Tuesday, October 30, 2007

The Pleasures of Reading Garrett Hardin















I'm in the last throes of finishing the ms. and looking over Garrett Hardin's famous "Tragedy of the Commons" Science 162 (1968), pp. 1243-48, which I hadn't read carefully since I was an undergraduate. It's a much more compassionate and thoughtful piece than its invocation by neo-classical economists would suggest. Used as a citation to justify property rights of all sorts, Hardin is himself not persuaded of their utility in many contexts. In fact, the essay would be more aptly titled, "The Tragedy of the Commons for People with Property Rights."

Property rights do not create solutions, but Hardin describes how they contribute to the tragedy of the commons. His paradigmatic example is grazing. But grazing only poses a problem if land is held in common while individuals have private rights to their herd. (If herds also are held in common then neo-classical economists worry about laziness, which would be bad for productivity but would not lead to overgrazing.) Similarly, Hardin's solutions do not require more property rights and market solutions but appeal to an inventive use of regulations.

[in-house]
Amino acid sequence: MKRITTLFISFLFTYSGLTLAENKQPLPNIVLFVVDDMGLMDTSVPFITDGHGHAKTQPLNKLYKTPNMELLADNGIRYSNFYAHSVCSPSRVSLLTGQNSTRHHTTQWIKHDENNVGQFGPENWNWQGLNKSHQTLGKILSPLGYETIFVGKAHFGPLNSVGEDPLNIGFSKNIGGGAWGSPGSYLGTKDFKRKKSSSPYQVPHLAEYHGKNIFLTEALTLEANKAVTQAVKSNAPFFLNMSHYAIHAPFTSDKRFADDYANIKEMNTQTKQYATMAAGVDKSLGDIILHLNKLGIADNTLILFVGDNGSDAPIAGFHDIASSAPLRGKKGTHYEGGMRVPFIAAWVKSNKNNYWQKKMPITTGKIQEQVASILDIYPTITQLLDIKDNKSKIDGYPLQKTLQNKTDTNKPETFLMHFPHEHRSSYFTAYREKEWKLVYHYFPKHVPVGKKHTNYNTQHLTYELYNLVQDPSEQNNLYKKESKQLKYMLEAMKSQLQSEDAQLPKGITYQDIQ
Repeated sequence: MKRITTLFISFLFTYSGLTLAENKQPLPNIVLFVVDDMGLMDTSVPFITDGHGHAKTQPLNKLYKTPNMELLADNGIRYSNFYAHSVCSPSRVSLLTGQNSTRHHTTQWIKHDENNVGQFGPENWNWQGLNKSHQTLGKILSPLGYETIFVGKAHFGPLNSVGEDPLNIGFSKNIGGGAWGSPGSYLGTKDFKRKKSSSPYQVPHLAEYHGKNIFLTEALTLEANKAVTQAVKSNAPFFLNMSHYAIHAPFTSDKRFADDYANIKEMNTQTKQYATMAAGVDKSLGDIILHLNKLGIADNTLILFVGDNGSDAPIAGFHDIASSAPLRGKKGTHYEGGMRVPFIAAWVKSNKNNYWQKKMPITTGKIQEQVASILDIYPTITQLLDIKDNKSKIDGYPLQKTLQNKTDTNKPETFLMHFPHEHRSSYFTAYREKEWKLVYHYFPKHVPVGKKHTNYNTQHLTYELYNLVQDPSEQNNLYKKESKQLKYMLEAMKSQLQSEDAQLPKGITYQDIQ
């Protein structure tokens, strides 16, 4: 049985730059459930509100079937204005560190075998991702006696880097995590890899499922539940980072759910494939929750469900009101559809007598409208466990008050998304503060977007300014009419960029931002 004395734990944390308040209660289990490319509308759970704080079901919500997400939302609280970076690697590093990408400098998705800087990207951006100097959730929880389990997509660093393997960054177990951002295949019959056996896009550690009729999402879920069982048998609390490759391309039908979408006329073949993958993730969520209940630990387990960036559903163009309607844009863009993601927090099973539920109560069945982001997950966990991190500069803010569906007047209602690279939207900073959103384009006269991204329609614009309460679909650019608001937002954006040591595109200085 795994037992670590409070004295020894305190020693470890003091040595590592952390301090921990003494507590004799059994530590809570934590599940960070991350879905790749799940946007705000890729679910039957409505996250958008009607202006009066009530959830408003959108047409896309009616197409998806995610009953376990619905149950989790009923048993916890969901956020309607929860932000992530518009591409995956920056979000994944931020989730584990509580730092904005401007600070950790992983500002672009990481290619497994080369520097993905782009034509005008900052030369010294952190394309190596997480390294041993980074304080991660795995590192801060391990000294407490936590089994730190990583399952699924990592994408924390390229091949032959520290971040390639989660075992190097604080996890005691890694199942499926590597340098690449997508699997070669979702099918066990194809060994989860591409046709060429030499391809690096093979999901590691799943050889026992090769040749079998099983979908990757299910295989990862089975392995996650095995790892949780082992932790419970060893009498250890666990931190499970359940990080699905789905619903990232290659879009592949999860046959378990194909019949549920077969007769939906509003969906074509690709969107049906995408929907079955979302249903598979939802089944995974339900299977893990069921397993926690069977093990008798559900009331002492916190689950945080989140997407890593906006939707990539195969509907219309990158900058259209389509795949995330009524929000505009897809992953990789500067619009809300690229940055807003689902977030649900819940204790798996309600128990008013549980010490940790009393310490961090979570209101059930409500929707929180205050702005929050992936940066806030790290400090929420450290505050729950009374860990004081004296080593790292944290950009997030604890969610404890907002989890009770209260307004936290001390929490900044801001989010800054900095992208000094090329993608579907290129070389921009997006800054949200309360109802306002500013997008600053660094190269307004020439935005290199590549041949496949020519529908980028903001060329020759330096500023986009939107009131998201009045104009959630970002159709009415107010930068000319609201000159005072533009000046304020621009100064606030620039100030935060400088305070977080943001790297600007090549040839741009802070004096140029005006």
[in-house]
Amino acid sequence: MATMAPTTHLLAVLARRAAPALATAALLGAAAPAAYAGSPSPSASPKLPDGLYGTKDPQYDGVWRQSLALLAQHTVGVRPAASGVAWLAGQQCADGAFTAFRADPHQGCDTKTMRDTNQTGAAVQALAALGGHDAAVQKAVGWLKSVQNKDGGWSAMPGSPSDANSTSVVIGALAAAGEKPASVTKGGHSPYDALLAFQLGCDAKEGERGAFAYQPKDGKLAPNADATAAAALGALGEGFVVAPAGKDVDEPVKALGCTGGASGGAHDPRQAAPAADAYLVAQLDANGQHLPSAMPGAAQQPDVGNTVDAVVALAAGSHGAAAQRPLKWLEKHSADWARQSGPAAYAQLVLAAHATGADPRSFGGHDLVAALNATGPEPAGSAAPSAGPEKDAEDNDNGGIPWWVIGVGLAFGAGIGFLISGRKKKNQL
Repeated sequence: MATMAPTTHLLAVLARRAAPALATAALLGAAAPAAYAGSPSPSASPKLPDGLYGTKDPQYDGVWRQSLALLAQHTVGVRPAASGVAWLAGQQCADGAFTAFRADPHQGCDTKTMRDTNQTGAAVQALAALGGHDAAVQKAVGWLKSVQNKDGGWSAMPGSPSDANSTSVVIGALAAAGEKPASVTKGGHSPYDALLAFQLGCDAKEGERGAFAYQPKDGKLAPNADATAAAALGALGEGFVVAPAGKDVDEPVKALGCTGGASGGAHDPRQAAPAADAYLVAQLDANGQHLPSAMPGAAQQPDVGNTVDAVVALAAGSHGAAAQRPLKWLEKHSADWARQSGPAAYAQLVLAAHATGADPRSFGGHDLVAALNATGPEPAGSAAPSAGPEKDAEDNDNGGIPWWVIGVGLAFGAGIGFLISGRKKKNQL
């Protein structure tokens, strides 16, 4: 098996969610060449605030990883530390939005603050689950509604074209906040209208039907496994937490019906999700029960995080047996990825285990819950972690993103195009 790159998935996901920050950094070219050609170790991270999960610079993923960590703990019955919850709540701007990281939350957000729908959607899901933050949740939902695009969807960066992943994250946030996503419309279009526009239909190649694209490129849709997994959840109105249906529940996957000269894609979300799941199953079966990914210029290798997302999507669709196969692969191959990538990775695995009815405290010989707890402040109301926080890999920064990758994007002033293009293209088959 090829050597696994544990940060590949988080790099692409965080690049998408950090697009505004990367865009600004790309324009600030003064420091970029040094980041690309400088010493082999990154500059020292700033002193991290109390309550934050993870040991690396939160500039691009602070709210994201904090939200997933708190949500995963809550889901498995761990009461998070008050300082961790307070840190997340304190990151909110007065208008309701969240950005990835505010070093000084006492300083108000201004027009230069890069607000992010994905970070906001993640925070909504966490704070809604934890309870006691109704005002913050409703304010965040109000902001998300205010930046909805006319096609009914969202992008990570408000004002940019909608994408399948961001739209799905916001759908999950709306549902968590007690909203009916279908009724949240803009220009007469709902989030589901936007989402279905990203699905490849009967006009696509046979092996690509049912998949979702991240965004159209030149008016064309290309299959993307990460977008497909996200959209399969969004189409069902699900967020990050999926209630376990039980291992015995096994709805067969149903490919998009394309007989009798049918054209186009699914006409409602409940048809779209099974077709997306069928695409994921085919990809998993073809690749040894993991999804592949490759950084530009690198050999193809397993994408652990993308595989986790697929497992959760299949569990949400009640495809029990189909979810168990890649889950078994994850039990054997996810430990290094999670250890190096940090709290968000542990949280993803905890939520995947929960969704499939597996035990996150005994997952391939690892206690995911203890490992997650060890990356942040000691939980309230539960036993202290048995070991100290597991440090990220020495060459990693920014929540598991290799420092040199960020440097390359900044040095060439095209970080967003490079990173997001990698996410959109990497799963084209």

For instance, noting the degradation of the national parks, he suggests entrance policies based on a lottery, a proposal now in place. And he writes: "[O]ur particular concept of private property, which deters us from exhausting the positive resources of the earth, favors pollution. The owner of a factory on the bank of a stream--whose property extends to the middle of the stream--often has difficulty seeing why it is not his natural right to muddy the waters flowing past his door" (1245).

And Hardin in 1968 was one of the first to point out the inability of property rights to handle pollution of what he calls pleasure. As a result of property rights to a store, "The shopping public is assaulted with mindless music, without its consent. Our government is paying out billions of dollars to create supersonic transport which will disturb 50,000 people for every one person who is whisked from coast to coast 3 hours faster. Advertisers muddy the airwaves of radio and television and pollute the view of travelers" (1248).

Hardin also writes with some sadness that each generation is in the habit of forgetting lessons of previous generations. It is indeed a sign of the times that Hardin's lessons on the dangers of overpopulation and the commons, which have not proven the problem he thought they would be, would be the ones for which he is remembered, while his more astute observations about the harms of property rights have been ignored, though not by the folks at anti-advertising, whose bus stop intervention appears above.

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